The SamuraiMarine

Thoughts, Philosophy, Life and Love

Understanding Masonry

If you came to upon this article expecting to discover the secrets of building the better fireplace or retaining wall… you have come the wrong way.

This is my attempt to counter the all the folks out there that are self-professed experts on Masonry, meaning those of us who practice the ancient art of Freemasonry.  People like me that grew up with it as a part of our lives and embrace it’s teachings and tenants to try and be a better person and show our children what Masonry means.

For my part, Masonry was something that I experienced through my Great Uncle, William Yelland.  He took the role of a Freemason very seriously, by not just becoming a brother in the fraternity, but by also becoming and officer in the lodge and, eventually a Worshipful Master for the lodge he was a member of.  His wife, at the time, was also active in the Order of the Eastern Star, and many times I can recall them going to either lodge, for him, or Chapter, for her, together.

There was a gap in our family’s association with the Lodge, as my father did not join, nor did his father.  Both were members of the Elks, which my opinion of would require another article by itself.  The next person in my family line to take the title of Master Mason would be myself, and I was passed to that degree in September of  2008.

Seeing Masonry from the outside and then from the inside really does present a startling contrast.  No, not any any bad way as people  would like you to believe, but in a supremely positive light.  Even though I had experience with Masonry through my Uncle and what he could tell me about it, that was not enough to prepare me for the transition from being a Non-Mason, to a Mason.

This does not mean that by becoming a Mason I was touched by any divine light, or went from being some lowly sinner to a shining light of hope to anyone.  Masonry does not make you any more or less than what you are already or have the potential to be.  But I will go into more of that further on.  When you see what masons do and represent, you realize a sense of pride in being a part of something that is bigger than just you, you are now a part of something that represents history.  Not just that of the United States, but a slice of world history.

What Masonry has done for me.

It is important for me to say that Masonry has not made me any different of a person than I already am.  I have not gained any new wisdom or been given any secrets as to the location of the Templar riches that people seem to think we are hiding.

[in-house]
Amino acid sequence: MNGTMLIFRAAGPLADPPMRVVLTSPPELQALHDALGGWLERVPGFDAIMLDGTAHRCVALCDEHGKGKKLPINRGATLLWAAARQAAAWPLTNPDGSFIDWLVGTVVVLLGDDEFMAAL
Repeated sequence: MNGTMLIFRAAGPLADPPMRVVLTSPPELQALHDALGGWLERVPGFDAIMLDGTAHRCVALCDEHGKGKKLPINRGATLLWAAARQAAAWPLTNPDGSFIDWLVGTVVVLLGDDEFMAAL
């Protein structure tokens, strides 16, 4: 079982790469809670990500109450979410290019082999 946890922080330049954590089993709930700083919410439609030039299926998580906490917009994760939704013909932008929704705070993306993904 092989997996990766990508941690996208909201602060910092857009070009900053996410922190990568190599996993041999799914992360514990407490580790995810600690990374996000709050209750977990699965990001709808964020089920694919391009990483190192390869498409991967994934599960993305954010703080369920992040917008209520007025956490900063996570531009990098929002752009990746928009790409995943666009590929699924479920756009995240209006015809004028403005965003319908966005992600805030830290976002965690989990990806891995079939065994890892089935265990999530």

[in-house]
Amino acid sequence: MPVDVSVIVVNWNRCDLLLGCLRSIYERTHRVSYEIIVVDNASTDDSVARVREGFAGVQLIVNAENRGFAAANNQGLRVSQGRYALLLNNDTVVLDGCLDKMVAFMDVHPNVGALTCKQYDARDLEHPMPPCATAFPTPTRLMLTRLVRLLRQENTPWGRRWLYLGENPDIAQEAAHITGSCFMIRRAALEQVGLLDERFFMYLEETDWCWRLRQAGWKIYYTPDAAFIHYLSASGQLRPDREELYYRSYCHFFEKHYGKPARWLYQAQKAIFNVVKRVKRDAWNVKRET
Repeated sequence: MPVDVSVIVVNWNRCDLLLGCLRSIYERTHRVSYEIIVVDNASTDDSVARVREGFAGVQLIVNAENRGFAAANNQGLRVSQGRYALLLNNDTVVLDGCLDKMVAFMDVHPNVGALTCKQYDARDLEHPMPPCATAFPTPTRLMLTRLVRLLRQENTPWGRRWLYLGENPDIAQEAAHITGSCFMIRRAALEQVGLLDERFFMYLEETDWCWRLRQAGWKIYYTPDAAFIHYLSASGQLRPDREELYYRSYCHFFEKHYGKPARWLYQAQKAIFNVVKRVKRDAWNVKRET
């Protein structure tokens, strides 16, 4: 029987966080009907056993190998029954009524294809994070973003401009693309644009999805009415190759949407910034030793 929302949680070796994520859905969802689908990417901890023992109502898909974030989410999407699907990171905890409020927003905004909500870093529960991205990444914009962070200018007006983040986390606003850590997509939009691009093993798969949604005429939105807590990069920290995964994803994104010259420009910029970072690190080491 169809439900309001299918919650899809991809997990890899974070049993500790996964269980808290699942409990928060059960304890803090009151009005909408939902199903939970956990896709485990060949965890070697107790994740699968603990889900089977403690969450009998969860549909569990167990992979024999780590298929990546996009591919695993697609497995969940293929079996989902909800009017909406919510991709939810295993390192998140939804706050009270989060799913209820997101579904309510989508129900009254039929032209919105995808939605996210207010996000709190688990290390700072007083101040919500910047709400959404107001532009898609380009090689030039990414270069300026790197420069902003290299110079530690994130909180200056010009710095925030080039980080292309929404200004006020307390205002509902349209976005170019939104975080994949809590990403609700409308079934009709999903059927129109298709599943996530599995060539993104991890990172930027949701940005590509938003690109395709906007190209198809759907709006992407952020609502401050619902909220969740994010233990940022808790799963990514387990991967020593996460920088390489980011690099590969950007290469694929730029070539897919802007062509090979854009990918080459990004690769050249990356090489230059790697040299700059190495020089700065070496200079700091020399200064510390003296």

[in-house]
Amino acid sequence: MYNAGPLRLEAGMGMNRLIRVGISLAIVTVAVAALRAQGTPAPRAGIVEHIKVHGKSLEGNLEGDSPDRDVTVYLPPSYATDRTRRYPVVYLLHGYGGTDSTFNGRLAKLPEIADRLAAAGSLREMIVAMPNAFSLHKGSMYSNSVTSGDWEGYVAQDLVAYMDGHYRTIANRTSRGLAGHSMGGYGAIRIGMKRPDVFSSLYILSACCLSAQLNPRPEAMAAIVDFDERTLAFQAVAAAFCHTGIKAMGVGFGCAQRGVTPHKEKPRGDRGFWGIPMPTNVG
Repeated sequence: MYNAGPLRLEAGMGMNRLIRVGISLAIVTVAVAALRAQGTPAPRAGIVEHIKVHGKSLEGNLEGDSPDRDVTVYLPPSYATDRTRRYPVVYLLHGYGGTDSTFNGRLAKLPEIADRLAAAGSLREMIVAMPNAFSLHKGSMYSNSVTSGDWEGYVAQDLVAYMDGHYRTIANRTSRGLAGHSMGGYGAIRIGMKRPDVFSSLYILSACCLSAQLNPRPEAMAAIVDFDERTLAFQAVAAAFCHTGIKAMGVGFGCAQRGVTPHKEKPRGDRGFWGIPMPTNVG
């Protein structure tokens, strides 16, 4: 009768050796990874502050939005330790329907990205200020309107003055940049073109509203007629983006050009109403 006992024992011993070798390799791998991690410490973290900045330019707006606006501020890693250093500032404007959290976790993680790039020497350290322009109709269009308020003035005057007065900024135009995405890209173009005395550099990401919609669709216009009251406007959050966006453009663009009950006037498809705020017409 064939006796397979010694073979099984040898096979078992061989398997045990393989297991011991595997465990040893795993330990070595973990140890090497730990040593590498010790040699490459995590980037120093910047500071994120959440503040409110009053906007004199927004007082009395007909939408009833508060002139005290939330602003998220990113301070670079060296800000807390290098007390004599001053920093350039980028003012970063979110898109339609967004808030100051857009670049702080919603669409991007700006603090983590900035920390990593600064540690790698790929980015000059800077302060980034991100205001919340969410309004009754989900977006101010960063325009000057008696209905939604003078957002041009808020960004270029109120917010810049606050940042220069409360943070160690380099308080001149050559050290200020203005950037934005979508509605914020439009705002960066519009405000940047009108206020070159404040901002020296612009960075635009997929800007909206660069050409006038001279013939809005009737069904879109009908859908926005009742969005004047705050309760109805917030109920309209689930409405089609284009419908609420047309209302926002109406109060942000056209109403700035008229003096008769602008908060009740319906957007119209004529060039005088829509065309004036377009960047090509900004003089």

What I have gained from Masonry is a better understanding of who I am and what my role could be in this life.  That in addition to answering to myself, and also need to remember that I answer to a higher power and it is my duty, as a Mason, to demonstrated to those around me what good can come from brotherhood.  It has taught me to be mindful of those around me, and of my actions and thoughts towards them.  As it is said, “Thoughts become words, words become actions.”  So I try to keep my thoughts positive and my actions just.

To me, THIS is was Masonry is.  That by being a good person, you find both personal and spiritual peace.  Yes… these are certainly things I could find on my own, without belonging to a fraternal organization, but as part of this group, I associate with like-minded men and we can work together.

When I do something to help another, I do not advertise my Masonry.  I never say anything like, “I do this because I am a Freemason.”  In fact, I chose not to even wear a ring or pendant, because I believe that what you truly are is in your heart, and needs no external advertisement.

In short, Masonry “Makes good men better.”  It teaches that all your actions are answerable to a higher power.  To act in a manner that is good for all and to walk a path that is morally and spiritually right.

We are not a religion (we actually have people of ALL religions in our numbers), we do not worship satan or, as one person recently said to me, kidnap children for profit.  But because we are a Fraternity with secrets (note that we are NOT a secret Fraternity.)  people think that we are hiding things from them that MUST be evil or nefarious.

Masonry has been very good to me and my family.   It has not made us rich, has not granted us any social power or given us an “in” with the national body politic.  But is has bonded me with people that feel strongly about the preservation of the social values that make a family and a people strong.  It has put me in a group of people that feel as strongly about living a just and good life as I do and wish to make the world a better place.

 

 

Samuel Wright
Writer / Father / Listener / Philosopher
I am a starving writer living in the backwater of California, in a place known mostly for Buck Owens and Valley Fever called Bakersfield.

This site is my release. A place for me to talk about things that annoy, please, or excite me.

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2 Comments

  1. BOB

    Wow… you learned all that from masonry? I have learned all that from life. Who needs some organization to conform to? Not me!

    • SamuraiMarine

      Funny… While I appreciate your response and opinion, there are many things that people do not always see in themselves or learn about themselves without some external source for comparison.

      The point of the item was to share a personal journey and to quell comments have I have had made to me about Masonry being satanic, evil or elitist. I was trying to explain the good that comes from Masonry, not that you cannot accomplish the same thing by sitting on the toilet reading TV Guide.

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